Essay on Gay Adoption

1060 Words5 Pages
There are currently 107,011 kids in the U.S. foster care system that are hoping and waiting to be adopted, so just imagine how many of those children could be adopted if more lesbian and gay couples were able to adopt. According to lifelong adoption agencies more and more gay and lesbian couples are becoming parents through artificial insemination, a surrogate, or LGBT adoption. It’s hard for same sex couples to adopt because adoption agencies that have religious beliefs against same sex couples reject them, or a state law prohibits same sex parents. Same sex couples face much opposition from a large number of people even though they do not have well supported arguments for their beliefs. Many studies have been done in an attempt to figure…show more content…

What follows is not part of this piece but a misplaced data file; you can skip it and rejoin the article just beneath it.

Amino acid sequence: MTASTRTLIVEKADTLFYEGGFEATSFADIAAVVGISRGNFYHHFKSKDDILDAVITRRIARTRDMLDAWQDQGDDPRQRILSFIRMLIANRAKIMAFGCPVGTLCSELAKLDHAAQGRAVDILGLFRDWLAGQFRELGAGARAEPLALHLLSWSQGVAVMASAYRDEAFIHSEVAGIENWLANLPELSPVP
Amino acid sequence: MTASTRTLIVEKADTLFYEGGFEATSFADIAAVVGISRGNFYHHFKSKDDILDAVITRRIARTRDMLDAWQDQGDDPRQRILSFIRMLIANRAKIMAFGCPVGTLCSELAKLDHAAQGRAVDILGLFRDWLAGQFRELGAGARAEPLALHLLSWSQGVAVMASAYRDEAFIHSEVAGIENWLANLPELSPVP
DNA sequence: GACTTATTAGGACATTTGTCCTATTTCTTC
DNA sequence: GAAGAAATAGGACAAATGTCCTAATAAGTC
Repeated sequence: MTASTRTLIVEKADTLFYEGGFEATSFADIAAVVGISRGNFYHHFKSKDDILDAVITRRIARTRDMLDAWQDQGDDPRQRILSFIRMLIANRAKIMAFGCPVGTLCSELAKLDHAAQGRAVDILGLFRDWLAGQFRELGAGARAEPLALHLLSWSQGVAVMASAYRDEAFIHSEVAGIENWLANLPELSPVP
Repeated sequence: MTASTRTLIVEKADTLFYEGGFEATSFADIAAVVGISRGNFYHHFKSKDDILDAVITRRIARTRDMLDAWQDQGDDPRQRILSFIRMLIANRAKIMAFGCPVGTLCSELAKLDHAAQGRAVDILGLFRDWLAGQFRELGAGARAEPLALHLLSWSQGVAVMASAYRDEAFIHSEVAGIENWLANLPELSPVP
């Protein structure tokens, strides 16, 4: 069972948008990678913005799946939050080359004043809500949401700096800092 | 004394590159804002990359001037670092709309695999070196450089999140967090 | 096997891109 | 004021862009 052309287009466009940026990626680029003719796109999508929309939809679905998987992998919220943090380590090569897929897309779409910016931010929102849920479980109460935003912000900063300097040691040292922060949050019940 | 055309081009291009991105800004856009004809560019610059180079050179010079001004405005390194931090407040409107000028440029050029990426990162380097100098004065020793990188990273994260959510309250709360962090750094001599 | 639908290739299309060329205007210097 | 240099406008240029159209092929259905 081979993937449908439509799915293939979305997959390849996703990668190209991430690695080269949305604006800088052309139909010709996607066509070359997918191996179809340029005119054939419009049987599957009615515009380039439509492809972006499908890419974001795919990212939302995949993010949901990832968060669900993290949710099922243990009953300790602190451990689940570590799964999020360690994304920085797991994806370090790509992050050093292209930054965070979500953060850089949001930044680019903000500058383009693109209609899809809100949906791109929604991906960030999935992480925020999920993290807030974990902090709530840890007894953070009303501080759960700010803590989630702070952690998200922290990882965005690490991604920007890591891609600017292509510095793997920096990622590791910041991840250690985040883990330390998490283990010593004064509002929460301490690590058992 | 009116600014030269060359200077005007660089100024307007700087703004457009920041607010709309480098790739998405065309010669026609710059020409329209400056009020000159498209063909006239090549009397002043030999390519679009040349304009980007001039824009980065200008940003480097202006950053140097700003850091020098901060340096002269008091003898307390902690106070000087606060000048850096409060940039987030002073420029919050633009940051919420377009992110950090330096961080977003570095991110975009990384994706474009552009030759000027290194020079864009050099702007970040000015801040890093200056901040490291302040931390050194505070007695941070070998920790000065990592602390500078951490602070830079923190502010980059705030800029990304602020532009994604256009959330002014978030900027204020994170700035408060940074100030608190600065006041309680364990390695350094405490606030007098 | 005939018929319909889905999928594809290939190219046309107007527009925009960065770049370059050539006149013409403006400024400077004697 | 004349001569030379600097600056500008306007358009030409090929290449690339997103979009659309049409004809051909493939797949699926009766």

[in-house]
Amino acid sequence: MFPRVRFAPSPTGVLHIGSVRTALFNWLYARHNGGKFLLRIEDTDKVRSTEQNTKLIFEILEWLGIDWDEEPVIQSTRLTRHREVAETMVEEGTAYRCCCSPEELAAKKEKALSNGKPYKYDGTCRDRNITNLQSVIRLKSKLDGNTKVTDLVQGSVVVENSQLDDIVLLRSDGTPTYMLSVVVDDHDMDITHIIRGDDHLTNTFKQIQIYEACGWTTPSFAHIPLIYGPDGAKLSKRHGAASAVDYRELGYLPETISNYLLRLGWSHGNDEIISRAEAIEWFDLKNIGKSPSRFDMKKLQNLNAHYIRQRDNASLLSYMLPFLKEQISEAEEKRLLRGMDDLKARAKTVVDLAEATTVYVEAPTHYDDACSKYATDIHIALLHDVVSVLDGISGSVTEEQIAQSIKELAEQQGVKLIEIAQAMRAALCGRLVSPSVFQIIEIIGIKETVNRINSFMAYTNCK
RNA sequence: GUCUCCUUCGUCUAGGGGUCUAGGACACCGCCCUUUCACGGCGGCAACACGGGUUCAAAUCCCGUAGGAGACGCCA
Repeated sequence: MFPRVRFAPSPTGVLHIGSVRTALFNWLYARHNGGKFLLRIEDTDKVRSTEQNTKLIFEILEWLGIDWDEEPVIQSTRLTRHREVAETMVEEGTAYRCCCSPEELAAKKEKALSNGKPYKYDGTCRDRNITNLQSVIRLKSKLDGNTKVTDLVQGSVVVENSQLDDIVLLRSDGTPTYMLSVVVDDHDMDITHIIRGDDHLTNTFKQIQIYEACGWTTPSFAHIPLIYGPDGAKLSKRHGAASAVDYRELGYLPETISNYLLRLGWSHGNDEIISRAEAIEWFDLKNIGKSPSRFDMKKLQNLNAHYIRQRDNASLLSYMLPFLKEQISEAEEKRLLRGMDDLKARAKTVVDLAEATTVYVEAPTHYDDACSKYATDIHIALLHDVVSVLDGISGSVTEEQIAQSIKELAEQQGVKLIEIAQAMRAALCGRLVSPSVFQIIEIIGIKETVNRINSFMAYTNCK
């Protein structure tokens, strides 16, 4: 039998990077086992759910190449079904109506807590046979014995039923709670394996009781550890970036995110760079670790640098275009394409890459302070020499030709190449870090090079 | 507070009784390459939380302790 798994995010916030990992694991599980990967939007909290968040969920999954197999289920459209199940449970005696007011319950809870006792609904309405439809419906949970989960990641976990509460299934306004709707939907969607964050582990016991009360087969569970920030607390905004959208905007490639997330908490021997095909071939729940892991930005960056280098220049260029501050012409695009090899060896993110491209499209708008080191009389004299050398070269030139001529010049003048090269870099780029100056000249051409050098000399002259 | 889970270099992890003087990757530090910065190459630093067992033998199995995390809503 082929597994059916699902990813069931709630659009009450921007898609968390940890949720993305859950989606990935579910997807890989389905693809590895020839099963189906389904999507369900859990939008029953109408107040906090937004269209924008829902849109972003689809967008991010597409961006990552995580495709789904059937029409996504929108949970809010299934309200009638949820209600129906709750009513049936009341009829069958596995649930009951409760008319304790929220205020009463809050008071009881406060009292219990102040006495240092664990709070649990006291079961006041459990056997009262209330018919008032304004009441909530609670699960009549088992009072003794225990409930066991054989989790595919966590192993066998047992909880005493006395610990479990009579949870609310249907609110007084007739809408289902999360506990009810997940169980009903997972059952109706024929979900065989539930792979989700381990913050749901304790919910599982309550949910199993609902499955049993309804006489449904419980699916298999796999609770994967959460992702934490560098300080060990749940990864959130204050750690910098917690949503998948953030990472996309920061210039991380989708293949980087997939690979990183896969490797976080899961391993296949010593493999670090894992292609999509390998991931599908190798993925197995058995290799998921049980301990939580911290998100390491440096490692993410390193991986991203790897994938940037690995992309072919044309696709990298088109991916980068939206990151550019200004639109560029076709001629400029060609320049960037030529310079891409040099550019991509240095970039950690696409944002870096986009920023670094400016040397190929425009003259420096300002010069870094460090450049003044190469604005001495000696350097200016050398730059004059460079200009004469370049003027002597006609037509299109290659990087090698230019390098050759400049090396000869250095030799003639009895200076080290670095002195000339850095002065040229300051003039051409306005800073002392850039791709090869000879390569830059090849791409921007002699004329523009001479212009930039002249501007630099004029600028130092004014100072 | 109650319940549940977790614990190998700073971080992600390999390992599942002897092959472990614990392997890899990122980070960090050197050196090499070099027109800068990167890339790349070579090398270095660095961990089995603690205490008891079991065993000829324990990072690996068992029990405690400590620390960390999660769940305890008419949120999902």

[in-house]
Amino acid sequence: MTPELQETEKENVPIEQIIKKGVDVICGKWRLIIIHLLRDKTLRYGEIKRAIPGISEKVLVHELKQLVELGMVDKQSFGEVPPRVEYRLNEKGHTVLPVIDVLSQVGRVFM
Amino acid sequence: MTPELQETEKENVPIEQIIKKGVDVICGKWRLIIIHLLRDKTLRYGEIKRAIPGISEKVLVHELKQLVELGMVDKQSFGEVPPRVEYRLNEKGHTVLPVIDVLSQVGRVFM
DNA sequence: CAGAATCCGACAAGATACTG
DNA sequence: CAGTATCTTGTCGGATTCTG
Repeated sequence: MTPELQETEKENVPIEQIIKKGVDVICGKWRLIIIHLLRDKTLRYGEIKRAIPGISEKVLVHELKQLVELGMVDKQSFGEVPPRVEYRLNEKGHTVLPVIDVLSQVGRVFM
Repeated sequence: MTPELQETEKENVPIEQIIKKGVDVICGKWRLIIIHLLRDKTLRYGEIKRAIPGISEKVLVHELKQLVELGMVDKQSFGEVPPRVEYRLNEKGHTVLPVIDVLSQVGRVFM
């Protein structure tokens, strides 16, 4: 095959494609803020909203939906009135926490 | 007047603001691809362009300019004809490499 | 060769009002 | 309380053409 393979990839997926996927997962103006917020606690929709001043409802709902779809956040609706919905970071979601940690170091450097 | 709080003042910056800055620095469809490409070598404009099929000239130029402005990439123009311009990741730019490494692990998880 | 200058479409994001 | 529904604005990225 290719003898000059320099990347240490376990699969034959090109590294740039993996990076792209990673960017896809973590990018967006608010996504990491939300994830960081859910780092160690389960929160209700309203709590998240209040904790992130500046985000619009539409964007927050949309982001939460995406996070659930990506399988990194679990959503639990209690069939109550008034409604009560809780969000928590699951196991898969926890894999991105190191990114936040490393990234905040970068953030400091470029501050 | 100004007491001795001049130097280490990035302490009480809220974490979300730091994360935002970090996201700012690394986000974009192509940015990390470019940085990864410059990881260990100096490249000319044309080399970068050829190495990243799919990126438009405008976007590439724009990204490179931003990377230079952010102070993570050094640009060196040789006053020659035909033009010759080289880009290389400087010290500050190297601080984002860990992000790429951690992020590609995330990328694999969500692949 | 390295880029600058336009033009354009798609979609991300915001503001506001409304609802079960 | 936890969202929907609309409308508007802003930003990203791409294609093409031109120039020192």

“State policies banning gay men and lesbians from fostering or adopting children hurt everyone involved” (Hunt and Krehely). Banning same sex couples from adopting is taking away that child’s chance at being able to be in a loving, stable environment and this could dramatically affect the outcome of their lives. There are many positive advantages that the child can get if they were adopted by a lesbian or gay couple. Several studies have shown that couples of the same sex are more financially stable than couples of the opposite sex and the children would be psychologically better off if they were adopted. “Same sex couples had higher education levels and greater economic status than the opposite sex couples and that both parents in the same sex couple were more likely to be employed” (Rosman). In some situations, a child is better off being adopted by a same sex couple. They would be able to always provide for their child and give them a better life than what they would have had if they were not adopted and put in the foster care system. “There were no significant differences between teenagers living with same-sex parents and those living with other sex parents on self reported assessments of psychological well being, such as self esteem and anxiety; measures of school outcomes, such as grade point averages and trouble in school; or measures of family relationships,

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